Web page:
I went to the gun range with my friend foo.c. See, I’ve been discussing with some people about switching to a Glock 19 and being done with it. So foo.c brought his 19 out for me to use for a bit. What was most telling? The first time I seated the magazine. Of course, the Glock doesn’t have this auto-forward problem, but yet I acted as if I was addressing it: I was reserved in how I seated the magazine, and I was pausing to diagnose what was going to happen — bracing myself for what may or may not happen. When you’re in a situation where the problem is fully removed, then the compensations you make for that situation suddenly become glaringly obvious. I didn’t realize I was doing what I was doing. It bothers me. I should just slam the damn magazine home and get to business, but the nature of the beast: if it forward or not, if it chambers or not… geez, that’s causing some behaviors that are not good.

Could I overcome them? Sure, I could attempt to train around them, but again consider the side-effects it creates — that other guns do not.

So all things come back to… gee… is it time for me to dump my M&P and just get a Glock and be done with it?

All these years of not being a Glock fanboy, of jibing and jabbing my Glock-using friends. And now am I going to drink the Kool-Aid? Probably not that, but I’m certainly at a point where I care less about the gun and care more about myself. Glock: it works, it’s reliable, it’s got the track-record, it’s not sexy, it’s not frilly, but it gets the job done.

I’ve also said it before and I’ll say it again: the form factor of the 19 is tough to beat. Everyone makes “17-sized” and “26-sized”, but no one else makes a 19-size. I don’t know why, but it’s just such a perfect form factor.

So yeah… not switching yet. But I am thinking more and more about it.

2014-08-29 training log

Sleep — the magic elixir.

Been getting more sleep the past few days: going to bed earlier, staying in bed a little later, and forcing myself to take at least 1 short nap during the day. Still could use more sleep, but feeling MUCH better. I know all of this, I think my biggest issue is giving myself permission to take mid-day naps.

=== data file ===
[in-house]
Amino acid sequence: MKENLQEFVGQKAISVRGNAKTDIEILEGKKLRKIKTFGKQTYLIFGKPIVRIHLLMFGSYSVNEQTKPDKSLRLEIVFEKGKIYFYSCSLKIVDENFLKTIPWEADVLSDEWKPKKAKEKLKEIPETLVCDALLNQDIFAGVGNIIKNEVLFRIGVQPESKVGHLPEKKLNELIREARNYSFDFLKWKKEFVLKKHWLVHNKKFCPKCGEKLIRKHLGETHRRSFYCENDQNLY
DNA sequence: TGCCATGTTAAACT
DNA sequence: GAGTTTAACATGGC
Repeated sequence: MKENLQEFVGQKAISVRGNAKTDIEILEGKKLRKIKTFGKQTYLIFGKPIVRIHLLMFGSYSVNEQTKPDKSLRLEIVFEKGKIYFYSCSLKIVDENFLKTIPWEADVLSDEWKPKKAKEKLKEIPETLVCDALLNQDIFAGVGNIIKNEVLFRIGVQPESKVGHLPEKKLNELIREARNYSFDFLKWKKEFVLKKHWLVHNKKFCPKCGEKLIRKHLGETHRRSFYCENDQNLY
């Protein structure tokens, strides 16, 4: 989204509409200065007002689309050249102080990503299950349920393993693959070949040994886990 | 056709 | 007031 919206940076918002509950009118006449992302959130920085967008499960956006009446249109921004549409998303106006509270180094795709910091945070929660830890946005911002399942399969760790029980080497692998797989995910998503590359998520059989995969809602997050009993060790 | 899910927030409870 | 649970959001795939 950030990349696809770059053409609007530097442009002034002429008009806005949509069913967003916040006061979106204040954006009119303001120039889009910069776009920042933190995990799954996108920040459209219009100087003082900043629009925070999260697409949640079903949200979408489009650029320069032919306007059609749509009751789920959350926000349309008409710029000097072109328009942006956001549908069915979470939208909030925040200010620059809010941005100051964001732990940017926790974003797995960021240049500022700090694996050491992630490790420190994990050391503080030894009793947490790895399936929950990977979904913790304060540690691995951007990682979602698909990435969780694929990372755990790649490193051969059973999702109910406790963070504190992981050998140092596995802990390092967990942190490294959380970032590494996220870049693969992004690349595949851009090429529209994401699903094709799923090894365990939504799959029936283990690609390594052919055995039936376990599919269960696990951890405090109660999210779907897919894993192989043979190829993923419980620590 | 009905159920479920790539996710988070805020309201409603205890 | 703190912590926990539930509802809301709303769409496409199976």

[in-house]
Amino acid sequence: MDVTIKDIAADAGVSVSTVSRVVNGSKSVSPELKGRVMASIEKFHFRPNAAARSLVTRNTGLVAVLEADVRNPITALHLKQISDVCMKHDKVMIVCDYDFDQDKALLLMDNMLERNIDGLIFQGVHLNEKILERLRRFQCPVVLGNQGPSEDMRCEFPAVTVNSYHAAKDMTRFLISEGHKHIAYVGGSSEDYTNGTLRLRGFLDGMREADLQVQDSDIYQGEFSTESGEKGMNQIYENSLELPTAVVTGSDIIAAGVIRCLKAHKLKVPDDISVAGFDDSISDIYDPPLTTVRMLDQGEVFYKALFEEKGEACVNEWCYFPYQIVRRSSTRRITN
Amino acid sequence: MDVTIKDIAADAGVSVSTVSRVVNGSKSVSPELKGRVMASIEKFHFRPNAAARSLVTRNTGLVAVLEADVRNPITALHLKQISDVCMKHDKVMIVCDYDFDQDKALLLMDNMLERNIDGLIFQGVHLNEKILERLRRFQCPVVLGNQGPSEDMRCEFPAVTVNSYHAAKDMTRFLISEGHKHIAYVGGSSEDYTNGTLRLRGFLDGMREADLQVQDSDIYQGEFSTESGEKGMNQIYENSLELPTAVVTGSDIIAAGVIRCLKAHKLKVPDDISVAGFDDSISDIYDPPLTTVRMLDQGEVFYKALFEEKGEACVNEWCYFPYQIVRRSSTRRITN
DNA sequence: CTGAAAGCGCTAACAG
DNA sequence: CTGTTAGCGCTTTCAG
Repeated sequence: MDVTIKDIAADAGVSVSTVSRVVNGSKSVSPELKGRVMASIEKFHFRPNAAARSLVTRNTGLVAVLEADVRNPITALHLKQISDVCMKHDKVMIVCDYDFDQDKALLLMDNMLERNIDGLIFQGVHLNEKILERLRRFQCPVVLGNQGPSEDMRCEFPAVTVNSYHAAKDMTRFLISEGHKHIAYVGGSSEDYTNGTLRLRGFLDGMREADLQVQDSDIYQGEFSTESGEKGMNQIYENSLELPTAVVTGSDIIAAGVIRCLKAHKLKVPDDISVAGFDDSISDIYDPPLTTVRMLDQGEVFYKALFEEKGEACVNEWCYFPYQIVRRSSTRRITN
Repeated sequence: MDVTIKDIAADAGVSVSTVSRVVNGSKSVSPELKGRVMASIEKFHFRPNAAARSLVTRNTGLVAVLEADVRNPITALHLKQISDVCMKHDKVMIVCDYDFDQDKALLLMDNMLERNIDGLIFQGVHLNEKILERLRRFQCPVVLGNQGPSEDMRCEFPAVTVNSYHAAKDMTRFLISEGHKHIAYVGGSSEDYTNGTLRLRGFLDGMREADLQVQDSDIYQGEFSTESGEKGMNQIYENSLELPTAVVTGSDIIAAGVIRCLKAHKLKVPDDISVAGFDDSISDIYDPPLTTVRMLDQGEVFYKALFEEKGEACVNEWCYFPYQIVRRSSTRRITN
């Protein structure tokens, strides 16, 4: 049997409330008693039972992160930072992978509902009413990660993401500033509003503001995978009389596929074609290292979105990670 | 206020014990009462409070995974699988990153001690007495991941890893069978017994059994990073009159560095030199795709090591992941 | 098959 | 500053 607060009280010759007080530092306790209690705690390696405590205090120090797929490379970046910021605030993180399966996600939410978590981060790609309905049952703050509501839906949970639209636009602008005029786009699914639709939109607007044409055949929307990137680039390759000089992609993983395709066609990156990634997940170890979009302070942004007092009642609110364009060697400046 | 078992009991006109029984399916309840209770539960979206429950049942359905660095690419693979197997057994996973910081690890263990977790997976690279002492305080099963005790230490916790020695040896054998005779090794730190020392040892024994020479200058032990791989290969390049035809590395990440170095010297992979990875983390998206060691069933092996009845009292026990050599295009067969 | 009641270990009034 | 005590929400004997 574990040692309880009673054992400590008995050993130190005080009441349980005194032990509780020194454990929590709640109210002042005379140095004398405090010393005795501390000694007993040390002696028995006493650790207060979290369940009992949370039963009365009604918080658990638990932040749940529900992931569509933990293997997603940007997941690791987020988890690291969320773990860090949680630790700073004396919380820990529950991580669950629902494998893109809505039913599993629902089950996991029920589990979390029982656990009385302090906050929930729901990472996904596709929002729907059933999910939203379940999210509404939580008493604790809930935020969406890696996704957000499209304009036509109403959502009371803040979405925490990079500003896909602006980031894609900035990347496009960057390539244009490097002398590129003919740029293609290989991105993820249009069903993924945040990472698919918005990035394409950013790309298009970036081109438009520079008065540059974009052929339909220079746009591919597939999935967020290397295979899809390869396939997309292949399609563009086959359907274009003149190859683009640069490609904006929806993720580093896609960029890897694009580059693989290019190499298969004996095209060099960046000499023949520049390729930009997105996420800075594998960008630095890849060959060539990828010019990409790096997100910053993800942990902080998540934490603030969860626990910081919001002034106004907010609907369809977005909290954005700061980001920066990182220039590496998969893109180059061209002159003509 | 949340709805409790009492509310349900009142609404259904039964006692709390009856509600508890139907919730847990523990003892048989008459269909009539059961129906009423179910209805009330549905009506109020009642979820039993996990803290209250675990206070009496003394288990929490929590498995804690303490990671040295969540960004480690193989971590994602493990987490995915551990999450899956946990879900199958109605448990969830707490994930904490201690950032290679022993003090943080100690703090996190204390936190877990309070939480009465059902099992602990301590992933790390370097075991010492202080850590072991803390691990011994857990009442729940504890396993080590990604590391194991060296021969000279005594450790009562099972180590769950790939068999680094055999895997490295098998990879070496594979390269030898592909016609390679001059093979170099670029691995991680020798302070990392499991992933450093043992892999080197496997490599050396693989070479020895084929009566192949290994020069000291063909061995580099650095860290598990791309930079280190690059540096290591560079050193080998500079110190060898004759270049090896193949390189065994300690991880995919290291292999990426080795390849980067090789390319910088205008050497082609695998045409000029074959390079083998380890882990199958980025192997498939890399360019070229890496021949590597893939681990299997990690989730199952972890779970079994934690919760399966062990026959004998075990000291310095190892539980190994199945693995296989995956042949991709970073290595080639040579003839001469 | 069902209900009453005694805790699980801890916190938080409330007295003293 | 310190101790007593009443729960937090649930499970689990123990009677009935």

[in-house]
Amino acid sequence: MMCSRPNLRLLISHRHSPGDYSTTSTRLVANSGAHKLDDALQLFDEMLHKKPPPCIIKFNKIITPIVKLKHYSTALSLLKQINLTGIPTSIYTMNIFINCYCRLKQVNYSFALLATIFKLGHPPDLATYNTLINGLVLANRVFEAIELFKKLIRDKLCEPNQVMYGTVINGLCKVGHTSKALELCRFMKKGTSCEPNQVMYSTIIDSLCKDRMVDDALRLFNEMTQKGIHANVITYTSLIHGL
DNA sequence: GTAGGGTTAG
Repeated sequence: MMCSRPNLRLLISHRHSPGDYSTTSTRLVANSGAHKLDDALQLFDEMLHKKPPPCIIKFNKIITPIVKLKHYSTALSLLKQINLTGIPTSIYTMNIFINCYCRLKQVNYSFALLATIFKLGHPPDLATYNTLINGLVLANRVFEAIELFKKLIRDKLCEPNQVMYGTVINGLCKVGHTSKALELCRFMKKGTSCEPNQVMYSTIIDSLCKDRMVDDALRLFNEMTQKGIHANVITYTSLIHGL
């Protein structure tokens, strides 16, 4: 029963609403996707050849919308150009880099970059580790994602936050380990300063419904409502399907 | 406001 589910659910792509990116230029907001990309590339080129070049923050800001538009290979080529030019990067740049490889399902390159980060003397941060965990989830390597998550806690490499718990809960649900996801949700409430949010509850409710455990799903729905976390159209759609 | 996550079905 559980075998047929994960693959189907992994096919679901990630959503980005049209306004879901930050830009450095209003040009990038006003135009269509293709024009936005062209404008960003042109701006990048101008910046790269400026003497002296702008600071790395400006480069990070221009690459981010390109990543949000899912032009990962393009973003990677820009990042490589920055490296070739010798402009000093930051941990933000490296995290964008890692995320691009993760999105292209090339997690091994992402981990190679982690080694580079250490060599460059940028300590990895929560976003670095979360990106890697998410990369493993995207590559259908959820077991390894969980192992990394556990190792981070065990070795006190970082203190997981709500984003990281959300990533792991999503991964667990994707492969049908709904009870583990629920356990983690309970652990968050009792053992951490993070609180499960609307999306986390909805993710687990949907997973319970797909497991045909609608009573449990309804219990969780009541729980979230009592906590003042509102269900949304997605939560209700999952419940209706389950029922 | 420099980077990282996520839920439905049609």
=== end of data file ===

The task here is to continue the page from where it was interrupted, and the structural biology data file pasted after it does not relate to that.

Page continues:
And so today went well. No complaints.

Based upon Paul Carter’s Basebuilding

  • BB Rows
    • 140 x 8
    • 140 x 8
    • 140 x 8
    • 140 x 8
  • Wide, Neutral-grip Lat Pulldowns
    • 125 x 8
    • 125 x 8
    • 125 x 8
    • 125 x 8
  • Barbell Shrugs
    • 140 x 20
    • 140 x 20
    • 140 x 20
    • 140 x 20
    • 140 x 20
  • Hyperextensions
    • 10 x 10
    • 10 x 10
    • 10 x 10
    • 10 x 10
  • Mundane Movements: Parking Lots, Part 1: Positioning and Movement INTO the Store

    hsoi:

    Some solid advice and tips for staying safe in parking lots. Very important since parking lots (getting into and out of cars, the store, etc.) are the most common places and times for being mugged.

    Originally posted on Growing Up Guns:

    This post is universally applicable to the person who wants to decrease a criminal’s ability to close space and gain positional dominance via maneuver and avenues of approach, while simultaneously increasing their own ability to maintain reactionary space, preserve positional dominance and set them self up for an uneventful departure after the shopping is done. 

    The goal is to make predatory movements more obvious. We are looking for odd behaviors from unknown contacts. For instance, someone rapidly changing direction when you do, stopping when you do, or anything else that makes your spider sense tingle. The better we can observe and control our positioning in the public space, the more obvious a predatory movement will appear.

    ‘Nowhere’ isn’t the name of a bad part of town where all the crooks live, it’s where people come from when we lose our situational awareness and are task fixated by the myriad distractions…

    View original 998 more words

    In personal defense, physical fitness matters – Follow-up

    Greg Ellifritz posted on Facebook, coincidentally, the same day I originally wrote about how, in personal defense, physical fitness matters. Greg was sharing an article from Aaron Cowan on the very topic of the importance of physical fitness in personal defense. It’s very much in line with my prior writings on the topic.

    In Greg’s Facebook share, my boss-man, Karl Rehn commented:

    and examples of armed citizens who lost their fights due to poor physical condition are where, exactly? I’m not saying that getting in shape is a bad idea. Better physical condition has a lot of advantages. But as with a lot of things that we are told “will get us killed on the street”, examples of it actually happening are difficult, if not impossible, to find.